Newport’s Eelgrass and its Residents is back with the continuation of the family of mollusks living in Newport Bay. This time we explore Oysters and their remarkable potential to benefit eelgrass as much as eelgrass benefits them.
Oysters reach maturity in one year and they are hermaphrodites, meaning they change genders at some point in their lives. Oysters start out as males releasing sperm and as they develop over the next two or three years, they become females producing eggs.
As the eggs are fertilized they develop into larvae and zoom through the water searching for suitable places to grow, such as the outside of another oyster’s shell. Common predators of oysters include crabs, seabirds, starfish and of course, humans.
The native oyster, Ostrea lurida, can be found living within and adjacent to eelgrass meadows in southern California. Oysters are a foundation species, meaning that they play a large role in modifying their environment and a critical role in maintaining structure in the community.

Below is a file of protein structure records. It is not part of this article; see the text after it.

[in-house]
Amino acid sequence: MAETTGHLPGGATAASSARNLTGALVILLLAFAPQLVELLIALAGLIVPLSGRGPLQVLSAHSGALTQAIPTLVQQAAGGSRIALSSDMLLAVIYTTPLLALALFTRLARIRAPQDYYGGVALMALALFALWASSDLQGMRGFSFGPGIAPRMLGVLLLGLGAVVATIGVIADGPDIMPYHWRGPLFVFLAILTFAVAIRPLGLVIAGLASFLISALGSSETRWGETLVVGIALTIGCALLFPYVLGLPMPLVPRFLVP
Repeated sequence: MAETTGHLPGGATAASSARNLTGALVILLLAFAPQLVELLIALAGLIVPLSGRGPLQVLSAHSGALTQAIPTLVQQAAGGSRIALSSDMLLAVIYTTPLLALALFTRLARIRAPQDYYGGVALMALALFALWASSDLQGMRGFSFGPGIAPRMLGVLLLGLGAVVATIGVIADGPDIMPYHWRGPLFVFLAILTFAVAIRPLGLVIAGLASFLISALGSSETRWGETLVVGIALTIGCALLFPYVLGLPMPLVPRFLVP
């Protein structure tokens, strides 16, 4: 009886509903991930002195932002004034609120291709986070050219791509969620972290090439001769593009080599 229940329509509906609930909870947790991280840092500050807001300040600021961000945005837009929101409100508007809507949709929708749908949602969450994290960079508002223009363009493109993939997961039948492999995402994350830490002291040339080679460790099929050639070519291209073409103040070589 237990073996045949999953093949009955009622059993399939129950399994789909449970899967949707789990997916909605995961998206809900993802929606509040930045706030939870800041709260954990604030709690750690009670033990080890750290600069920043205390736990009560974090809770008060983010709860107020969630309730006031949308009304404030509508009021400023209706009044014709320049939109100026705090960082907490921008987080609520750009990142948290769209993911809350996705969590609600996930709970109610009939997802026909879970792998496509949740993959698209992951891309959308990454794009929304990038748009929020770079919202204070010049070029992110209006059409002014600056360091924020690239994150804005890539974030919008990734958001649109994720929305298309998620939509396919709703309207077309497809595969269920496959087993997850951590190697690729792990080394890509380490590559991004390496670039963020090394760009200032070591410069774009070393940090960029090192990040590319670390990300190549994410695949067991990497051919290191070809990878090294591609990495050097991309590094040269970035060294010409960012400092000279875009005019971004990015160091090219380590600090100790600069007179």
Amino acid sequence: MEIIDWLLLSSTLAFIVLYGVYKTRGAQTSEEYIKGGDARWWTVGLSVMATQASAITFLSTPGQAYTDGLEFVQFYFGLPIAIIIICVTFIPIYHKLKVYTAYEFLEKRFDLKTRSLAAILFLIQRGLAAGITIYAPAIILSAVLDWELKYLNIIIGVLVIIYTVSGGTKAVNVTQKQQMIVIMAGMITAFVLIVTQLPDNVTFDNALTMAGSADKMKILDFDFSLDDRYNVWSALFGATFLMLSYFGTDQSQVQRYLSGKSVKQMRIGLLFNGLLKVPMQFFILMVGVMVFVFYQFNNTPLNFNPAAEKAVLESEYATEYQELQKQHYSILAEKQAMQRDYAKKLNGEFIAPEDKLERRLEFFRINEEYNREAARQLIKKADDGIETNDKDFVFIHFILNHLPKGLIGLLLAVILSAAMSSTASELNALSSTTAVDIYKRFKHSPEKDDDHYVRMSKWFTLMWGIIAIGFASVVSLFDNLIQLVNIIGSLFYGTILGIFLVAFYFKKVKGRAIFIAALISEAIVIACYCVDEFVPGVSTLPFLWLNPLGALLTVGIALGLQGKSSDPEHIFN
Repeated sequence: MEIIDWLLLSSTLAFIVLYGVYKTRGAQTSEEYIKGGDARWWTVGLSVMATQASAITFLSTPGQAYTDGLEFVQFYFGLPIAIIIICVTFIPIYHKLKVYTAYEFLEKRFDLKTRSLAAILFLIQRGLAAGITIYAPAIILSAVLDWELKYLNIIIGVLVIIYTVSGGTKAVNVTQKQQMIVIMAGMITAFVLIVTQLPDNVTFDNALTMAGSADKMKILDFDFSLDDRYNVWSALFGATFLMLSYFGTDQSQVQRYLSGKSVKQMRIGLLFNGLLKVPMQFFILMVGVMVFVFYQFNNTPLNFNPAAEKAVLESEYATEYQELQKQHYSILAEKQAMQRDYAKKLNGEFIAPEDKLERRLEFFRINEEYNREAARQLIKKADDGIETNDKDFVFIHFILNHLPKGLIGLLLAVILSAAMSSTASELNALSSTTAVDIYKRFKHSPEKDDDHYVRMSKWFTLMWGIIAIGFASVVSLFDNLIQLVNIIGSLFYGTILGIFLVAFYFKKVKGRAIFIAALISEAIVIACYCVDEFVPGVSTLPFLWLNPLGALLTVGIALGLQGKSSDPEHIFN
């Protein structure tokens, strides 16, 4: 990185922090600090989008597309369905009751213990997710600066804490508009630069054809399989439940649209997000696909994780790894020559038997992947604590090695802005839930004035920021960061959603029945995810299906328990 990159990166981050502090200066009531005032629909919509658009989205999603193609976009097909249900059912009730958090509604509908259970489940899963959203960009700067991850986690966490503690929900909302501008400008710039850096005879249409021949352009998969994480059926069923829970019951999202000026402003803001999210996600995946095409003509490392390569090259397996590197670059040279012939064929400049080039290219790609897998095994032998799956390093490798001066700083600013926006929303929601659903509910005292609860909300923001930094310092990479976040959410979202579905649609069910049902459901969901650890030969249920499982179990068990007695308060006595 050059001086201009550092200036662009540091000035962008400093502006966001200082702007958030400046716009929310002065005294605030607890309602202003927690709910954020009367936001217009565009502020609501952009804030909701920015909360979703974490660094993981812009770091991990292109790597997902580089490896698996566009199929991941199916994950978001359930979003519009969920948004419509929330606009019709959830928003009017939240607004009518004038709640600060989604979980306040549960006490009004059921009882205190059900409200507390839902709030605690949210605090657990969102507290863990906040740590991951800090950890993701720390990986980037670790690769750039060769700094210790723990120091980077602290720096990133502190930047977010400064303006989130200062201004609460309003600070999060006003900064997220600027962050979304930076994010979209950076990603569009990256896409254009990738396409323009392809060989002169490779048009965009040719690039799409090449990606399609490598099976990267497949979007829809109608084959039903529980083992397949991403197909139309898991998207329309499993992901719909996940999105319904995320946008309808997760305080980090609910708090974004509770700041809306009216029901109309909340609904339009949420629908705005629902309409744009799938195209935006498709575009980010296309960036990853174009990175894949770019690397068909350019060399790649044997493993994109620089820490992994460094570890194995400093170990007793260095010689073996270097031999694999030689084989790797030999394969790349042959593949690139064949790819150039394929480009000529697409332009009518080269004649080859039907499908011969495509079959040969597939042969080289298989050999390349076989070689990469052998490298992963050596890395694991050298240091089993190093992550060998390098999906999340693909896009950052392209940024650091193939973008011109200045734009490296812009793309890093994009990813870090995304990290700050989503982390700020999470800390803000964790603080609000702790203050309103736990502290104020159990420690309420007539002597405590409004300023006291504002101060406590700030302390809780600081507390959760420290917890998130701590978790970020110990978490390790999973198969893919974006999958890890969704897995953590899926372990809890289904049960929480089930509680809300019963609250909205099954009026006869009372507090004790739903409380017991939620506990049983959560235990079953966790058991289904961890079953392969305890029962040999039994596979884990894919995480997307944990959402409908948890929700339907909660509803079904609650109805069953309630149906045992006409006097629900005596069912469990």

A group of oysters forms a bed or reef because they themselves provide habitat for a number of marine species. The nooks and crannies in the oyster shells provide a place where other small organisms may live.
Oysters may drastically improve water quality. They filter large amounts of water by feeding and thus removing nutrients, sediments and other pollutants out of the water. Filtering up to 50 gallons of water per day, oysters may be able to improve the amount of light reaching nearby eelgrass.
Eelgrass requires between 18 and 30 percent of light available at the water’s surface to reach its leaves. Therefore, the depth in which eelgrass is able to grow is solely dependent on how much light can reach them. By filtering the water of its particles, oysters have the ability to make the water clearer and allow eelgrass to receive more sunlight. Oysters actually give back to their habitats!
Here’s a video highlighting how effectively oysters filter water!